Get $10 Cash for Your Each Used R134a Can

The non-profit Car Care Council has launched a new consumer education campaign in California to remind automotive do-it-yourselfers who recharged their vehicle’s air conditioning system themselves using small containers of r134a refrigerant to return the empty used refrigerant containers for a $10 refund where they purchased the product.

The purpose of the campaign, which is endorsed by the California Air Resources Board (CARB), is to address the fact that each year thousands of vehicle owners and operators in California elect to recharge their vehicle’s air conditioner themselves. Small containers of r134a refrigerant are purchased from auto parts stores and other retail businesses.

“Due to concerns that the small containers typically are not completely emptied during the recharging process and that unused refrigerant could be vented to the atmosphere or the used cans could be thrown away rather than properly recycled, CARB established a regulation to reduce emissions,” said Rich White, Car Care Council executive director.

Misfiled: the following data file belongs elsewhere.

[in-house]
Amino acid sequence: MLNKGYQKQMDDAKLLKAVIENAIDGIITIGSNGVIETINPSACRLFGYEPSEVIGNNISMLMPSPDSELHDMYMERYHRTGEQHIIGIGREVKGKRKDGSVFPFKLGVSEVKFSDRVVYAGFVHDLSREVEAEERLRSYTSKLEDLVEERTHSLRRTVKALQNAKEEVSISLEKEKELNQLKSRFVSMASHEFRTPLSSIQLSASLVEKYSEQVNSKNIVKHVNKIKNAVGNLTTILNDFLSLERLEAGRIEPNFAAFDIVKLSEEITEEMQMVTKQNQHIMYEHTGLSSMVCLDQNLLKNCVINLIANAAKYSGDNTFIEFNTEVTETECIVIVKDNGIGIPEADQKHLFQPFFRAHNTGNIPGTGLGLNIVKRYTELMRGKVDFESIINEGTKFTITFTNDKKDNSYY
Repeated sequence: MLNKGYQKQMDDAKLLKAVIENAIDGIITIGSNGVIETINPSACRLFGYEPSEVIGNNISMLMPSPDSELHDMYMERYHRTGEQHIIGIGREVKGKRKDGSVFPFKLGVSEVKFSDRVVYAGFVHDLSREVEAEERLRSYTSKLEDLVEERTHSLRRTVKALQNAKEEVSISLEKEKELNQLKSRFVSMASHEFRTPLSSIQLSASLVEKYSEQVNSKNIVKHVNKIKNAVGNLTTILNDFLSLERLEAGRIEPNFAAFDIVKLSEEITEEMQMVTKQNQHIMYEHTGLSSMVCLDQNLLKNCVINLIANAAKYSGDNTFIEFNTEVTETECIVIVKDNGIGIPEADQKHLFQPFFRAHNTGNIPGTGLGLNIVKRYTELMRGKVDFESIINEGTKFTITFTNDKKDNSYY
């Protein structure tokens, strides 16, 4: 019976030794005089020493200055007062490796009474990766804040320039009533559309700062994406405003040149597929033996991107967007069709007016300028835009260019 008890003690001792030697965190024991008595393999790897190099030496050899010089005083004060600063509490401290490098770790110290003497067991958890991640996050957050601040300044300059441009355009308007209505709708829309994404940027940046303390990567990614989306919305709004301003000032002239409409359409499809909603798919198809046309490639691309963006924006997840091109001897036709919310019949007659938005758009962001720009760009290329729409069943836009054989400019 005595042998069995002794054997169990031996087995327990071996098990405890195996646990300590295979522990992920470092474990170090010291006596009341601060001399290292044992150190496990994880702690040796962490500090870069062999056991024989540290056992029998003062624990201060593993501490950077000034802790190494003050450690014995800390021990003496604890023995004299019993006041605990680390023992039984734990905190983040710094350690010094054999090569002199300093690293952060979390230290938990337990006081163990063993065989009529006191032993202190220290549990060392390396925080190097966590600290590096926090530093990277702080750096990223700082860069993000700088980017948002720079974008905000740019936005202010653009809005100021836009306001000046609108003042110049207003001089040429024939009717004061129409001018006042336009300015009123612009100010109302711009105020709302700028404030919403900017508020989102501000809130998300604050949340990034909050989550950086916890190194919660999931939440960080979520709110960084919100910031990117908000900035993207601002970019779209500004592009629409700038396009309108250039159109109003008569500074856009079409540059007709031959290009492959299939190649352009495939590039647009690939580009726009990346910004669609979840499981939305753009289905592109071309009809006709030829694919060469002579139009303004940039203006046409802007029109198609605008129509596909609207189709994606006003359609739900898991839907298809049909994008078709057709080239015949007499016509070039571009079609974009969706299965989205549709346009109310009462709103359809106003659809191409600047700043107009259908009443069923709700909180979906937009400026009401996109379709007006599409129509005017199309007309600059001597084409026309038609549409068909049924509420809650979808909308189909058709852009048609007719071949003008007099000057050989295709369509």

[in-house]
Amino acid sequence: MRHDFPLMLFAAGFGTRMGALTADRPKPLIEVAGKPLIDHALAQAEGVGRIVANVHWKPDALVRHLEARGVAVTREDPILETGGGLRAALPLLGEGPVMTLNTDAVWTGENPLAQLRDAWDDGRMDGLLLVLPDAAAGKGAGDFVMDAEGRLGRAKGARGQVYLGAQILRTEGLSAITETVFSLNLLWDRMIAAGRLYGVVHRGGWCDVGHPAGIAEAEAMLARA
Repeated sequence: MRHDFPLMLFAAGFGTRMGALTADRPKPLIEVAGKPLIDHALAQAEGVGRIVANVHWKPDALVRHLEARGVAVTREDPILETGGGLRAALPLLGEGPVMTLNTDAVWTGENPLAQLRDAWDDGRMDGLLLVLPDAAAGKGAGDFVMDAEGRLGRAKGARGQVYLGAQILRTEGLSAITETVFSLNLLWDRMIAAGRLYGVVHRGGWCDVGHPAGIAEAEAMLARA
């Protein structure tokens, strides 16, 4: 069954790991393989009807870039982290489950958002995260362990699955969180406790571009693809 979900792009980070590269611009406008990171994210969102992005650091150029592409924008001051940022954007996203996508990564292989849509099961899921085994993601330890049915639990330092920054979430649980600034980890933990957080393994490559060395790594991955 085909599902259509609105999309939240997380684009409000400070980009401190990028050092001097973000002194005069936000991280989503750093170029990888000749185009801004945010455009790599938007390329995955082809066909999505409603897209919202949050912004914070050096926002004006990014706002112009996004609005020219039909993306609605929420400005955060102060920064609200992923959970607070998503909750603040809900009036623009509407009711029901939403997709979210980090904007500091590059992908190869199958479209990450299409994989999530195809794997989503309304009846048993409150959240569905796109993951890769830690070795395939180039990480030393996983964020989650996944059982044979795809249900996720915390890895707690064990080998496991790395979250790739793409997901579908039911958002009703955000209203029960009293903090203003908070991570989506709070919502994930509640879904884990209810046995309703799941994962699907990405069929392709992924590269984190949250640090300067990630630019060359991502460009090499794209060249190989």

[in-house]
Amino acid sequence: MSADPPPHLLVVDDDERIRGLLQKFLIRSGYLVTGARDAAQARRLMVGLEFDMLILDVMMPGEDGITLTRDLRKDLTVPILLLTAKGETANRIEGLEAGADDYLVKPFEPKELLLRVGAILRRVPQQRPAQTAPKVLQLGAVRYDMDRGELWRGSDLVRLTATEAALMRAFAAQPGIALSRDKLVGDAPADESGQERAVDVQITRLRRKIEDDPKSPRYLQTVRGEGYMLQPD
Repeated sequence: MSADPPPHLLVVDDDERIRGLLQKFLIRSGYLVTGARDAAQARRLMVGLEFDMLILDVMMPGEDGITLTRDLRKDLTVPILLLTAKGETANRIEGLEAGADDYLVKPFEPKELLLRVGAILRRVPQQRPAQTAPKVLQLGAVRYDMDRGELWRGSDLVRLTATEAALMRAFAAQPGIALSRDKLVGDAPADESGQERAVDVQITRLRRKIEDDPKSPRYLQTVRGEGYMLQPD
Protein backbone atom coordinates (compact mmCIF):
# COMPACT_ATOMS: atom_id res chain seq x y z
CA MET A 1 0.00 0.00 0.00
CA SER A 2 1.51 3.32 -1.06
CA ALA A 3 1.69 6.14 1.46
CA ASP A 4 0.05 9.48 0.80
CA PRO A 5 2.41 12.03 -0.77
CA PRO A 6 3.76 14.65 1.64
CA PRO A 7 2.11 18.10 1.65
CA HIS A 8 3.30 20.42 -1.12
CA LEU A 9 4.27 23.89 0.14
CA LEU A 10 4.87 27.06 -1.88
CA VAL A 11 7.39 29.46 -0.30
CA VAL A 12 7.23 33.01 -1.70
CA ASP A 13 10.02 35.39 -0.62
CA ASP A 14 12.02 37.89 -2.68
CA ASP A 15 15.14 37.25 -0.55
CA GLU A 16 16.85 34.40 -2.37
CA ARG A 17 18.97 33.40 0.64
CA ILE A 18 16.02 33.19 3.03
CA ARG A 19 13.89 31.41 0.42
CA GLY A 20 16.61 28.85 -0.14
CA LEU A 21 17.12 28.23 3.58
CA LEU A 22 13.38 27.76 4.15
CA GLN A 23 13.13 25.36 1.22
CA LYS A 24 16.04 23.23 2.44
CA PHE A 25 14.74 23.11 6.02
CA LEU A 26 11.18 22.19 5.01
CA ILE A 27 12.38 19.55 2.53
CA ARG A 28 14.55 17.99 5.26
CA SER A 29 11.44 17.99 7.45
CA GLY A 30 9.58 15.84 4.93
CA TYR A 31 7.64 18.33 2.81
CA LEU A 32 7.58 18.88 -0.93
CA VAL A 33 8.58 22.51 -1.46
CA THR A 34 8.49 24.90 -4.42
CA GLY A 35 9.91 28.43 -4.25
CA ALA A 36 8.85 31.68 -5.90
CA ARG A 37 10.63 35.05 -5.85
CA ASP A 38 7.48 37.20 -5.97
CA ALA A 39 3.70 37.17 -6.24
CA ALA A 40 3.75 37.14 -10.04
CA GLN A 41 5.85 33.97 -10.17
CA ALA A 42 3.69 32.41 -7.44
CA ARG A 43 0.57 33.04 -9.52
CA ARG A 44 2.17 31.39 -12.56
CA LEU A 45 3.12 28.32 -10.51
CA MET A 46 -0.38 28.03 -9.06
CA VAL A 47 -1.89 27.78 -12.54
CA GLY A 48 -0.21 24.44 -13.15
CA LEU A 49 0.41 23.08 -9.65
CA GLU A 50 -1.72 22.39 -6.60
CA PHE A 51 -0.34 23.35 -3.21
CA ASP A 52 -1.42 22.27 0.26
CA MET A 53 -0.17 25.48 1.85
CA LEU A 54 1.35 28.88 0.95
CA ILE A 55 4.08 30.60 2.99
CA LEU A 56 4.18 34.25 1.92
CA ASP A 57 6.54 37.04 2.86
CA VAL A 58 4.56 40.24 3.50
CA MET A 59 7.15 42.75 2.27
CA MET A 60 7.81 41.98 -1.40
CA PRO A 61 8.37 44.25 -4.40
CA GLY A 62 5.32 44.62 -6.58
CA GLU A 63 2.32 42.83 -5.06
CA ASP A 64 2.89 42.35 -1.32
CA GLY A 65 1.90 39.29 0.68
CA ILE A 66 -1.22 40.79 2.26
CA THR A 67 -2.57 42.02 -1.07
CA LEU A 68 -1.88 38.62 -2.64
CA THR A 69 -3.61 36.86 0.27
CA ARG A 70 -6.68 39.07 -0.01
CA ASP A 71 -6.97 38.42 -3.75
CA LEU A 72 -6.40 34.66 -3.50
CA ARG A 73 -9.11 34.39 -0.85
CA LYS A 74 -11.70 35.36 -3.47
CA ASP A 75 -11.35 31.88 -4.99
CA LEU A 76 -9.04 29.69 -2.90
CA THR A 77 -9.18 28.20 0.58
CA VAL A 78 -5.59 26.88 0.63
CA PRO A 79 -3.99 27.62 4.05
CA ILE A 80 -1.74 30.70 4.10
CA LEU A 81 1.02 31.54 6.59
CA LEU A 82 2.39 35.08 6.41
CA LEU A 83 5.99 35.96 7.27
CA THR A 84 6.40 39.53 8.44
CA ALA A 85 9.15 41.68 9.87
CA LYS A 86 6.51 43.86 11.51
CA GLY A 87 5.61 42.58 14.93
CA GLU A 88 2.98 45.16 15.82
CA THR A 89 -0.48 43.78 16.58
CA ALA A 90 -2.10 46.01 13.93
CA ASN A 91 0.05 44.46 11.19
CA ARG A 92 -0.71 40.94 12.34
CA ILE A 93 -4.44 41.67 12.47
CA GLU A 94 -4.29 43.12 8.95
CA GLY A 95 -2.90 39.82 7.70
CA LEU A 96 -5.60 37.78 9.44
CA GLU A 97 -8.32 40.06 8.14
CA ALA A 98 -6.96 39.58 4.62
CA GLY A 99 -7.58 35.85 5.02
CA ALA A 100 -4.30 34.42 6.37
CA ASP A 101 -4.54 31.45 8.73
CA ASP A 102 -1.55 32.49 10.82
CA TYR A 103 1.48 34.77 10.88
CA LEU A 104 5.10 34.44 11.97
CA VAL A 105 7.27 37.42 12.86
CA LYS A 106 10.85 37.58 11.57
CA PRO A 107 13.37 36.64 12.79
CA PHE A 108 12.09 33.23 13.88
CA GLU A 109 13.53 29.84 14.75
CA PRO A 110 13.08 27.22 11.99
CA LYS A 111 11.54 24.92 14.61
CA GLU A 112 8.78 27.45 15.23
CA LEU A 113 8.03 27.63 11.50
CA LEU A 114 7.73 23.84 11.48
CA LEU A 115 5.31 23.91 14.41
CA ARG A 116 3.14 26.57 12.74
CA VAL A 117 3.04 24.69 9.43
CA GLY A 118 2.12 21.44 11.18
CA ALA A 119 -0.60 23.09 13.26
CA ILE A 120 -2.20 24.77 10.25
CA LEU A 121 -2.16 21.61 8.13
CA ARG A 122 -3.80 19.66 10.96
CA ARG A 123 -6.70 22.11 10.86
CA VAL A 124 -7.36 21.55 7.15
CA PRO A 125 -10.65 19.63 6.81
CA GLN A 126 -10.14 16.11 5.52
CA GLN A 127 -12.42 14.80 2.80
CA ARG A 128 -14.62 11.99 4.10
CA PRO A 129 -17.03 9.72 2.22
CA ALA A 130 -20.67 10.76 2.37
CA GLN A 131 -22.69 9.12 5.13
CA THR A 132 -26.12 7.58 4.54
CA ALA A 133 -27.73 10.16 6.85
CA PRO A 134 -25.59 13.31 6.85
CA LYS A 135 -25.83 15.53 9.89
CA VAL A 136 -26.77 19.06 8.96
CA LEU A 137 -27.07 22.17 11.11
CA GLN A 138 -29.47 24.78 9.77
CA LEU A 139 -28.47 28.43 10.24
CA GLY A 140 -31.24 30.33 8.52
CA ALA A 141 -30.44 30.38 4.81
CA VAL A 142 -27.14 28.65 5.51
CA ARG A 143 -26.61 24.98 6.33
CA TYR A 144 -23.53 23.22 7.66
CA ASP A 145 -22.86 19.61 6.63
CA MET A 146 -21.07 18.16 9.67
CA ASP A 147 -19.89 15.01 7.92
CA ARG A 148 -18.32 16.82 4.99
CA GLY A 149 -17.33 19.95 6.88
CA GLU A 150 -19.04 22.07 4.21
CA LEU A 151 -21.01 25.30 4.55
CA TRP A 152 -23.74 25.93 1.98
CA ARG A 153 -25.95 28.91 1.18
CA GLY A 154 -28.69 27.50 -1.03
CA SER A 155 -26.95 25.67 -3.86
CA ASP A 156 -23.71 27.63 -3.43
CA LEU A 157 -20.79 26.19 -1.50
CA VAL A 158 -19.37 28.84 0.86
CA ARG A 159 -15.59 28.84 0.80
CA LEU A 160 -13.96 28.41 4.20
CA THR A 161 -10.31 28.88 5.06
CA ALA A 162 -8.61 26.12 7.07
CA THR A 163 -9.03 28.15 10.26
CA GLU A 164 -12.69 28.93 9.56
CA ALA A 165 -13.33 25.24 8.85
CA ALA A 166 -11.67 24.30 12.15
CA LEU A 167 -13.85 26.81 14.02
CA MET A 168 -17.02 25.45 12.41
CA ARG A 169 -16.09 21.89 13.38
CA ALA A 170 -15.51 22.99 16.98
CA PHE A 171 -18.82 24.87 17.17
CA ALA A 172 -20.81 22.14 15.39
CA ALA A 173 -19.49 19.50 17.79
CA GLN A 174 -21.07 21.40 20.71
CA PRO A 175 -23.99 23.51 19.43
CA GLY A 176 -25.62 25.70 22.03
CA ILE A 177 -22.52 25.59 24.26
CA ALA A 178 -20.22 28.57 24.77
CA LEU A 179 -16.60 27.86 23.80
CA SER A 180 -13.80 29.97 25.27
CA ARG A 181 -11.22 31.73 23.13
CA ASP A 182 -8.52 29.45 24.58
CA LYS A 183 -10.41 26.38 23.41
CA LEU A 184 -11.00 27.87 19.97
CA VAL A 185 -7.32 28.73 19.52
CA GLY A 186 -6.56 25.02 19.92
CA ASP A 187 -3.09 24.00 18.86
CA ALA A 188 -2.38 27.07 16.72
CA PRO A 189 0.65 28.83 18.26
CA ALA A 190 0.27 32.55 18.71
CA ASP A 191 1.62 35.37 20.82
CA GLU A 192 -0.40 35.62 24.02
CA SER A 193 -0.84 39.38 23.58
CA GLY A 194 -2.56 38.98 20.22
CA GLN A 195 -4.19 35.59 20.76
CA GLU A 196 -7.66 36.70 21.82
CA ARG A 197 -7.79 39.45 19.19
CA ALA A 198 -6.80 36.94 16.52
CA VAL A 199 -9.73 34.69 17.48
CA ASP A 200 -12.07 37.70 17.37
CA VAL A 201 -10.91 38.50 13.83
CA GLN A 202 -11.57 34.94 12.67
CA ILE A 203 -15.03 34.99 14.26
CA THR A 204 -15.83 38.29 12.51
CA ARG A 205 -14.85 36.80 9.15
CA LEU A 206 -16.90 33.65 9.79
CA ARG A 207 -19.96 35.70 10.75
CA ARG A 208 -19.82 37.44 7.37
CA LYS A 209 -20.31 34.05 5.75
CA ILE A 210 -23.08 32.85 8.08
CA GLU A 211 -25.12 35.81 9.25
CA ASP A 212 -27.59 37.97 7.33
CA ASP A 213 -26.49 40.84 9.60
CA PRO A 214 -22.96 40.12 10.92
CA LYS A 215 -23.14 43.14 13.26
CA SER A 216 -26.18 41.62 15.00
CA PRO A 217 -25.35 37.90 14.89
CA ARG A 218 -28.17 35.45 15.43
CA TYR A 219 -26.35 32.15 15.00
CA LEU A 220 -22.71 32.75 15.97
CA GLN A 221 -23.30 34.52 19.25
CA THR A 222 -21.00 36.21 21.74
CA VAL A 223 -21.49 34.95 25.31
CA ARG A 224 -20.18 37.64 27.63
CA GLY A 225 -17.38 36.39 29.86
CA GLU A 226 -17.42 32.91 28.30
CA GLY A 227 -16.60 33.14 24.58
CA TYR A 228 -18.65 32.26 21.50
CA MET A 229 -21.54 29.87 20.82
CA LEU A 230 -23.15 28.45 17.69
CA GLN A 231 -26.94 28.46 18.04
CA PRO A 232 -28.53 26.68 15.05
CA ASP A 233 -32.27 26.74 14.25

The regulation calls for a deposit and recycling program in conjunction with a consumer education campaign. Requirements for the deposit and return of containers calls for auto parts stores and other retail businesses to collect a $10 deposit from the consumer at the time of the sale, then return the deposit to the consumer upon receipt of the used container.

The campaign, called “Cash in the Can,” includes radio, television and billboard advertisements throughout California along with social media outreach and special events and promotions. For more information visit www.cashinthecan.com.

2 thoughts on “Get $10 Cash for Your Each Used R134a Can”

  1. This makes no sense. If I use half a can of freon and take my can tap out to return it to the store (you only have 30 days to do this), all the freon goes into the atmosphere anyway. If I keep the can with the can tap installed, I can use the rest later. I would also like to know where the ten dollars goes when a can is not returned. Sounds like a new source of income for someone.

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  2. How does collecting a 10 dollar deposit for the can prevent the end-consumer from venting the can to the atmosphere? This simply inconveniences the consumer, making them return to the store 2 times wasting fuel and creating more exhaust emissions in the process. This was not well thought out at all.

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